Analytics is a term that has become popular because of its use in sports.
The book and movie “Moneyball” helped to popularize the term – but not necessarily the actual practice.
Analytics as a practice requires “studying past historical data to research potential trends, to analyze the effects of certain decisions or events, or to evaluate the performance of a given tool or scenario.”
In the medical world the term has become extremely popular as a way to maximize cost efficiency, particularly in the area of medical supplies which are a very large part of overall expense.
Unfortunately, for most long term care facilities, true analytic evaluation of use and cost may simply not be possible.
Usable analyses require that the data have to be:
2. Must describe a cause and effect (in other words,)
3. A way to not just control costs but also to insure that income more than covers them
The major culprits in the inability to applying an analytics-based approach (above and beyond the cost of a sophisticated tool) are:
1. Inaccurate inventories
2. Taking the “easy way out” and just ordering supplies
and dispensing them “when needed” instead of having costs related directly
TO WHOM they were dispensed
3. Separate systems for inventory control, ordering and billing requiring manual inputs from one to the next
It’s not a lack of work or diligence that causes this situation.
Each separate area – purchasing which buys the supplies, nursing which dispenses them, operations that inventories them and billing which charges for them all operates on their own “island,” with minimal interaction.
There doesn’t seem to be a way to get all the systems integrated unless you are a mega-company. Even huge enterprises are trapped because the firm doing the integration has a monopoly on selling supplies.
Integration can be a heavy cost for any size organization, plus the setup requires a major amount of time, which usually delays implementation and causes even more stress. Businesses under a certain size can’t even get the “you buy from us if you want integration” deal.
So, what’s to be done?
The first thing that has to be done is to recognize that the center of the process is the resident. Each resident consumes supplies of all types and it is imperative to recognize that the point of use, the resident, should be the focus of all systems.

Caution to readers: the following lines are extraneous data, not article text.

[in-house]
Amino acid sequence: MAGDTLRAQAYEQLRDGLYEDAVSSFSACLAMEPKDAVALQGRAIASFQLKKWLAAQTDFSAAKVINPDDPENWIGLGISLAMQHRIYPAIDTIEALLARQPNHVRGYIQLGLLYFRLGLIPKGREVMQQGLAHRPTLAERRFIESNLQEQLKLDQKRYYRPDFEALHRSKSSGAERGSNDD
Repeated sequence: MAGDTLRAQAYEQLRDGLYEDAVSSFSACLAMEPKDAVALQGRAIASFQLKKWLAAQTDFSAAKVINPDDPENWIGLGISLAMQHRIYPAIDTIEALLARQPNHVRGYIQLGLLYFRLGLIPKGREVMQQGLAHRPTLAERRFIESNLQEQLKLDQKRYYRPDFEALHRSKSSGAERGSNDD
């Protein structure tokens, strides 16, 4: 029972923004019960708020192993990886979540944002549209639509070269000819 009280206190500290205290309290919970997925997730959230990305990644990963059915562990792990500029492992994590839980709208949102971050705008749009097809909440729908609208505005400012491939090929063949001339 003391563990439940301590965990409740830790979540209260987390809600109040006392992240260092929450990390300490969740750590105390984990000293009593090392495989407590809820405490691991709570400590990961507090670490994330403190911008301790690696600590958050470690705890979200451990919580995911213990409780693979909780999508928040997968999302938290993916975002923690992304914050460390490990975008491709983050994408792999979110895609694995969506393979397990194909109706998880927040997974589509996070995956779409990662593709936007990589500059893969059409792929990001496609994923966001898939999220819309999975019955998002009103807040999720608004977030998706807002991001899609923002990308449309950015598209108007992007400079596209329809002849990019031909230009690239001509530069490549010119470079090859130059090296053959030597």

Why is the resident the key to developing analytics? Simply put, the resident is the element that generates payment from one to multiple sources. They are also consumer of supplies, so it makes sense to use their ID number for tracking all that they consume.
The process begins with the issuance of case number for each new resident. Once that number is assigned, all supplies, from initial items to regular use to special requirements should be assigned to it.
The charge for space, nursing and administration is based on each resident. If there is a way for the costs tor medical supplies to also be allocated to that person it allows the opportunity for more accurate inventory control as well as billing.
But, each group:
operations/central supply/inventory control
ordering, nursing and billing
must interact in order for that increased accuracy to occur.
IF they do, then nursing has the right items to dispense;
central supply inventory is maintained correctly;
ordering is more precise;
costs accrued as dispensing/usage occurs and billing will reflect appropriate costs.
The results would allow for all staff to have less stress, allow the ability to conduct analytics correctly to optimize ROI, and – most importantly – provide higher level of care for residents.
AdminiCare by InBeam Tech is a sophisticated, affordable medical supplies inventory system that allows for easy, accurate and complete integration with ordering, supply and billing for residential care facilities.